Major Bequest Supports New Generation of Scientists
Activity on university campuses usually slows a bit during the lazy days of summer. That was not the case in GW’s Bell Hall where,during the record heatwave, you would have found senior biology majors Stephanie Spivack and Kimia Ramezani peering through a microscope while injecting flies with bacteria; junior Kevin Doré reaching into an aquarium of spiny sea urchins for his research on serotonin receptors; and PhD students Jesus Ballesteros, Thiago Moreira, and Ligia Benavides describing new species of spiders and constructing evolutionary trees.
They were part of a group of biology students on summer research stipends thanks to the Wilbur V. (Bill) Harlan Scholarship Trust, which was established in 2009 through a $9 million bequest from his estate. Harlan, who died in 2006, received a bachelor’s degree in botany from GW in 1935 and briefly served as a lab instructor in the department. (Botany is now part of the Department of Biological Sciences.) The Harlan Trust provided an initial $1.35 million gift last fall to support the construction of a state-of-the-art greenhouse in the new Science and Engineering Hall and fund merit-based scholarships for biology students. The summer stipends are also funded through the trust.
“These students are the next generation of scientists,” said Diana Lipscomb, chair of the department and the Robert L. Weintraub Professor of Biological Sciences.“The research experience gives our undergraduate and graduate students a connection to how new knowledge and theories are created, and projects often result in published articles by students in scientific journals or presentations at major scientific meetings.”
Working with faculty advisers, students conducted research on topics ranging from the molecular biology of diabetes to the ecological interaction between plants and the insects that feed and live on them.
Junior Ariel Stein, for example, worked with Louis Weintraub Associate Professor of Biology Guillermo Orti on the evolution of catfish in fresh and salt waters, comparing DNA strands of Australian samples. She delved into the Smithsonian Natural History Museum’s fish collection—which boasts more than 19,000 specimens—and spent many of her summer days inside the museum’s warehouse extracting samples from catfish indigenous to different waters around the globe.
“Catfish are extremely diverse morphologically and molecularly,”said Stein.“Through our research, we hope to understand more about their lineage.”
In D.C.’s Rock Creek Park, Michelle Sliwinski, a junior majoring in biology and minoring in political science, collected white oak leaf samples while researching the effects of forest fragmentation size on the diversity of leaf-tying caterpillar species and the greater arthropod community. Back on campus, in Associate Professor of Biology John Lill’s lab, Sliwinski raised caterpillars and moths to study their behavior in a controlled setting. She shared lab space and worked in tandem with two PhD students: Elisha Sigmon, who researched the interactions of insect communities living on plants, and Mariana Abarca Zama, who explored the impact of global warming on the life cycle of butterflies and moths.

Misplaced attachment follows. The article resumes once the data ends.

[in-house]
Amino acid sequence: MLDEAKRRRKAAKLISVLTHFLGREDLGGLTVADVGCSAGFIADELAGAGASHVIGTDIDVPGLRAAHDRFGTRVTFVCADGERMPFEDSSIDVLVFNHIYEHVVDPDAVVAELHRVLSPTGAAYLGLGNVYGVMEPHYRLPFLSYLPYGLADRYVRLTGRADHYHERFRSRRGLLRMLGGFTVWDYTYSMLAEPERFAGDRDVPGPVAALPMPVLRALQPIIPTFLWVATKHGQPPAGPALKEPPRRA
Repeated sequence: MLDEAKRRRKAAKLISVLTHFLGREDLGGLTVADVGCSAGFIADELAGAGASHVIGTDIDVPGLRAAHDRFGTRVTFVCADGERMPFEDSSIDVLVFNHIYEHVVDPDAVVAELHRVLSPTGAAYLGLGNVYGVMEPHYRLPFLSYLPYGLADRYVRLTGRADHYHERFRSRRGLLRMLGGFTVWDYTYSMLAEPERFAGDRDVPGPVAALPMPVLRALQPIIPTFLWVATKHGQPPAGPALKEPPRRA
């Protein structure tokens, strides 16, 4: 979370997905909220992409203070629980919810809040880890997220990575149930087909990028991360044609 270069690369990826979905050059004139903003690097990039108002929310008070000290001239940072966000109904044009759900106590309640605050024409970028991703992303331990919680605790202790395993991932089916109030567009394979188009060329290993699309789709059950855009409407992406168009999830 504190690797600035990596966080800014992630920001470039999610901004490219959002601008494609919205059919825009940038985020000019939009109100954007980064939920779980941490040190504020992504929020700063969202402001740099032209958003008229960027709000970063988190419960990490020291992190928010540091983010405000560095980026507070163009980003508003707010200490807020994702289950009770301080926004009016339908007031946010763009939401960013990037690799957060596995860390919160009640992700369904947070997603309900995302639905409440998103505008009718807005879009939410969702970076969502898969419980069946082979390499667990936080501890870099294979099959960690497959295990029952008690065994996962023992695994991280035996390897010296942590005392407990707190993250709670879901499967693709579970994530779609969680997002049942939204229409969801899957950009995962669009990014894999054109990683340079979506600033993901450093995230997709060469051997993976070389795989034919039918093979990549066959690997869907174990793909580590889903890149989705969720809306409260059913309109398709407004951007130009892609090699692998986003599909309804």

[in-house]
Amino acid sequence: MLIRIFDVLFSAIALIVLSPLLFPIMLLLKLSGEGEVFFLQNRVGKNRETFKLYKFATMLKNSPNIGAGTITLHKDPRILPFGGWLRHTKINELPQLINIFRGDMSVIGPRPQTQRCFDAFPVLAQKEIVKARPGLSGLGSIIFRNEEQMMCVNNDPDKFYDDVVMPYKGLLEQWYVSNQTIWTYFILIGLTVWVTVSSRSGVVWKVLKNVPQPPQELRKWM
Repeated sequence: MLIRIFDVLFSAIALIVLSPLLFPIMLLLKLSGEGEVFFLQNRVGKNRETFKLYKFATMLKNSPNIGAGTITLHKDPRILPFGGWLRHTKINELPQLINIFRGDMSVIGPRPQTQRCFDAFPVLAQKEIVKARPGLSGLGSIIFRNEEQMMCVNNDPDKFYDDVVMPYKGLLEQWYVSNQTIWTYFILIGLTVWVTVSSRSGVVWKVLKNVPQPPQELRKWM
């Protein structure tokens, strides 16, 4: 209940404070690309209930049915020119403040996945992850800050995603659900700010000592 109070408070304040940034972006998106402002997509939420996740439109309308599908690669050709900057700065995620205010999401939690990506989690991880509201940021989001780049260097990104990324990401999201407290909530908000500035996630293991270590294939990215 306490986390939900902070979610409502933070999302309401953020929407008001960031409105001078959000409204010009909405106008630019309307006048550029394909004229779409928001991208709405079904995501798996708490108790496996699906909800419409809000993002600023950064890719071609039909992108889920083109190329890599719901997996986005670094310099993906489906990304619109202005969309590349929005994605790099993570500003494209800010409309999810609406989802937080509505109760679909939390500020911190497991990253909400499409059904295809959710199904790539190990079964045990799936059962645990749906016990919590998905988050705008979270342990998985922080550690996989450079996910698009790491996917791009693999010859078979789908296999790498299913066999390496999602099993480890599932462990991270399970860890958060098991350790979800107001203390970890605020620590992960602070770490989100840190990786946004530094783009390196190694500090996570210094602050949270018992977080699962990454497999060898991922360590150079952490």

Other summer projects included junior Jeremy Carroll’s examination of honey bee health as it relates to toxic agents;senior biology major Sarah Palsen’s examination of how cells heal wounds; and research by graduate students Karen Poole andJordan Chapman who work with Associate Professor of Biology Catherine Forsteron ornithopod dinosaur’s functional anatomy and feeding biology.
“The Harlan students certainly added to the vibrancy of the research environment in the Biology Department this summer,” said Robert Donaldson, undergraduate adviser and professor of biology. “Because of their in-depth experience with the techniques, concepts, and field research, many of them will continue to work on their projects in upcoming semesters.”
As to Bill Harlan, he began a career teaching English in Kabul, Afghanistan, in 1938 at the advice of his former botany professor. During World War II, he served as an instructor and a medical officer in Asia. He later became an agricultural specialist with the U.S. Department of Agriculture, which provided him the opportunity to reside in Bolivia, Ecuador, Turkey, and Honduras. After retiring, he continued his travels and lived in Europe for nearly 10years. In 2001, he wrote Looking Back at My Life, a memoir of his remarkable life.
Partnered with his commitment to GW and his life-long interest in science, Harlan’s strong belief in the power of education motivated his bequest to fund scholarships.
“Bill Harlan was an accomplished man who never forgot his years at GW,” said Lipscomb. “As a department, we are so grateful for his foresight in ensuring today's students also get immersed in biological research and have the opportunity to explore the natural world using cutting edge scientific methods.”